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Sports News Without Fear, Favor or Compromise

Arsenal Starlet Gedion Zelalem Gets U.S. Citizenship; USMNT Fans Rejoice

Illustration for article titled Arsenal Starlet Gedion Zelalem Gets U.S. Citizenship; USMNT Fans Rejoice

We're gonna get Gedion, we're gonna get Gedion! Nanna nanna boo boo, Germany, go stick your hand in scheiße!


Okay, okay, let's settle down a bit. Gedion Zelalem, the promising Arsenal midfielder who could potentially represent either Germany, Ethiopia, or America internationally, is now a U.S. citizen. Which means, with a little more paperwork, he'll be ready to rep the stars and stripes on the soccer pitch too. Which means the USMNT just acquired its first- or second-most promising youngster. Wooo hooo! Can't tell us nothin' right now! We're 'bout to do it!

Sorry, got a little overexcited again. A little about Zelalem: the 17-year-old was born in Berlin to two Ethiopian parents. He began his playing career there as a tot, but moved to the Washington, D.C. area in 2006. He attended school here, as well as playing for a few youth development teams, until he caught the eye of some visiting Arsenal scouts in 2013. After a period of negotiations, he signed with the club and moved to England.

USMNT manager Jürgen Klinsmann was obviously interested in a player at one of the world's premier academies with the potential to play for his team, so he's been hot on his trail for a while now. Here's what he told SI about the kid earlier this year:

"He was in the same [U.S. under-15] camp as my son two years ago, and they spoke German. We've followed him throughout this whole stretch and are constantly in touch with him. We watch his games with the [Arsenal] under-19s. We are in touch with [Arsenal executive] Ivan Gazidis and [manager] Arsene Wenger. Our interest is huge in the kid."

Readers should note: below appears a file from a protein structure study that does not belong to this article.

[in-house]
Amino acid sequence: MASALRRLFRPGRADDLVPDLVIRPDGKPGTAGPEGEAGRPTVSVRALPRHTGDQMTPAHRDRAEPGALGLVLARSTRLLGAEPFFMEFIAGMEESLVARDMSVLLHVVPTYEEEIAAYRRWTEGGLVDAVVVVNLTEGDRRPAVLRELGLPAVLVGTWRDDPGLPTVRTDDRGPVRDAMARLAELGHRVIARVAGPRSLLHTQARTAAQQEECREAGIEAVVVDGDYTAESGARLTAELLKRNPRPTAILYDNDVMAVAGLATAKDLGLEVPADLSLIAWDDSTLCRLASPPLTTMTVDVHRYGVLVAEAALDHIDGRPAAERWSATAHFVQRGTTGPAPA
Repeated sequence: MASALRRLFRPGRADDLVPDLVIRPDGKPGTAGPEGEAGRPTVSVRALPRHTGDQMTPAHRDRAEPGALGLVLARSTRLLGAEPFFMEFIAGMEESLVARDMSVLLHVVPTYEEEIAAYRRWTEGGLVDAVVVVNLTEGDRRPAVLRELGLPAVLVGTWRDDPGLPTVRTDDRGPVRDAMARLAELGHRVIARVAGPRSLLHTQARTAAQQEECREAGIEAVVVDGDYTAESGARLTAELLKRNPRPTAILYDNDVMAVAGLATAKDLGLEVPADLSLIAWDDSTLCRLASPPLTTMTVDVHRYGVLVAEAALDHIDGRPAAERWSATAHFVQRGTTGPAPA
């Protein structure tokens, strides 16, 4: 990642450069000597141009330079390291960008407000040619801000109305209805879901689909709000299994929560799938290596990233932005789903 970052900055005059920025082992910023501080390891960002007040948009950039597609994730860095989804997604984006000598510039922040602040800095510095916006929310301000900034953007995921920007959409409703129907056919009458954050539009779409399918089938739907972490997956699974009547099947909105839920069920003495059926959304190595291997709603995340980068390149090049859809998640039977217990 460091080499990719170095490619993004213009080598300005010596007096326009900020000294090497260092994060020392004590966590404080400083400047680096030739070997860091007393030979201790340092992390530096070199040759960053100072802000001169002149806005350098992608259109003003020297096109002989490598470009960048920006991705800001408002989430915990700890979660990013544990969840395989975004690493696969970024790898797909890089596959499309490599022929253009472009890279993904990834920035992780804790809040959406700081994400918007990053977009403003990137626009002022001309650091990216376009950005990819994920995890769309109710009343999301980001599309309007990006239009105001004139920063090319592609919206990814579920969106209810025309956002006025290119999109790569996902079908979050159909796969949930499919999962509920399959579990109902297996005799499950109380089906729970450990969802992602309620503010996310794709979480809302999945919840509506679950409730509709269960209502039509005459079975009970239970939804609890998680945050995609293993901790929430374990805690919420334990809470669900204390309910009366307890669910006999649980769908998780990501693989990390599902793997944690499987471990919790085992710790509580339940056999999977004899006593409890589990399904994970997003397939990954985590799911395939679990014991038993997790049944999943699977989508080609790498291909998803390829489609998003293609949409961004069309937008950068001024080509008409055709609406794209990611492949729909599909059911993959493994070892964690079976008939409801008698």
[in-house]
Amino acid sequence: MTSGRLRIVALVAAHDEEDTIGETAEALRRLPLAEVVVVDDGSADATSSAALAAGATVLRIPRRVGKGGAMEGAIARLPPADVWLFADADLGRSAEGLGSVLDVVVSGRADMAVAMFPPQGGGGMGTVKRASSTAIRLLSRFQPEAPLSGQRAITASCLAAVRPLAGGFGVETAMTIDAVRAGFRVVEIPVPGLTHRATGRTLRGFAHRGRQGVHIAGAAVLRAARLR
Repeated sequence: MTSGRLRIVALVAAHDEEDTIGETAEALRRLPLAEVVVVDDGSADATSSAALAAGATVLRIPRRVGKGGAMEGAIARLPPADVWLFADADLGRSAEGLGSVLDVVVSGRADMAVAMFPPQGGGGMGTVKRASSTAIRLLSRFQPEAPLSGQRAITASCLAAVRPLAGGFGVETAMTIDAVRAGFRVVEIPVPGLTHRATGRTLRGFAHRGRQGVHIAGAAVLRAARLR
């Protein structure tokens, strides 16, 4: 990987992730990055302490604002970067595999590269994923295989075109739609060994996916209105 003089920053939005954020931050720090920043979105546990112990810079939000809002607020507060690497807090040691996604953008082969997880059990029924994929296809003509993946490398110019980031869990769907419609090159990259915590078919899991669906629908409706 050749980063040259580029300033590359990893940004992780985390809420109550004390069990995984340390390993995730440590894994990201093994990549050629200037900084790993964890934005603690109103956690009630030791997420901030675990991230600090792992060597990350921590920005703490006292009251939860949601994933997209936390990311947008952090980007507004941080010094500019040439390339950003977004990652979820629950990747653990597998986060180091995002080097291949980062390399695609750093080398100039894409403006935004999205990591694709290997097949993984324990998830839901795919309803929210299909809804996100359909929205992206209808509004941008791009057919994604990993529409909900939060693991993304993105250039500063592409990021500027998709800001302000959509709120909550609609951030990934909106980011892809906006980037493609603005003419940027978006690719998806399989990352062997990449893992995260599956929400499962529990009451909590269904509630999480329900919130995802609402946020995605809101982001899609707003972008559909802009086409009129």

While he's spent more time in America than his potential teammate—fuck it, why hedge, we're gonna get him—than his teammate Julian Green, who made a similar decision to dump Germany for the U.S. earlier this year, Zelalem had a couple more hoops to jump through than the American-born Green. Zelalem applied under a law passed in 2000 that allows the children of naturalized citizens to obtain citizenship themselves; Zelalem's father was naturalized earlier this year.


Despite having represented Germany at youth levels, Zelalem's acquisition of American citizenship is a good sign that he wants to play for us. U.S. Soccer head Sunil Gulati confirmed as much. All that's left is to file the FIFA paperwork vouching for Zelalem's American qualifications and his desire to join our squad—both, presumably, are formalities—and we can hurry up and get him into a Gold Cup match next summer to lock him down for life.

Now that we've got young Geds where we want him, we should probably get to know him a little more. Like we said, the kid is pretty culturally American, given that he lived here from ages 9-15. Here's a little introductory video to get a feel for his interests (and remember, he's only 17; what current teenager didn't watch High School Musical a bunch?):

And here's another interview he gave while in Miami for a charity game:

More importantly, we should get a little taste of how Zelalem plays. Comparisons are almost always stupid, but he is often compared to a Cesc Fàbregas because of his incisive passing and ability to see the whole pitch. During Arsenal's summer tour through the U.S., Arsène Wenger had this to say about his midfielder:

'I honestly think Gedion has the talent to become a great player, but that will be decided in the next two or three years because he has to show that he has the mental level required to be a top-level competitor,' said Wenger ahead of Arsenal's friendly against the New York Red Bulls on Saturday.

'He is a creative player and he can create a spark, an opening with his passing, his vision through the lines. If he manages to develop his physique and keep his qualities, he can be a very important player. Let's hope he will do it.

'I believe he is a very young, promising talent who was educated here [in the United States]. Today it is too early for him to play for us but I would say in one year we will know more about him. Maybe if it all goes well, in six months.'


And you know Arsenal fans are pretty hyped about him when he already has a 6+ minute highlight video set to EDM. The clips are apparently every touch he's taken that can be found online, so much of it is comically mundane, but you do get some glimpses of his sick through ball skills:

We should at least attempt to keep everything in perspective. Zelalem might develop into a truly great midfielder and lead the U.S. to glory in the next World Cup and beyond. But it's also easily possible that he becomes a serviceable squad-filler, bouncing around English second-tier clubs and never making good on his potential. In either case, we're years away from knowing. So the fun now is in getting to imagine the best. For American soccer, it's a huge and rare coup to even land a prospect deserving of this sort of optimism. Germany can still suck one*.



*Not that they care in the least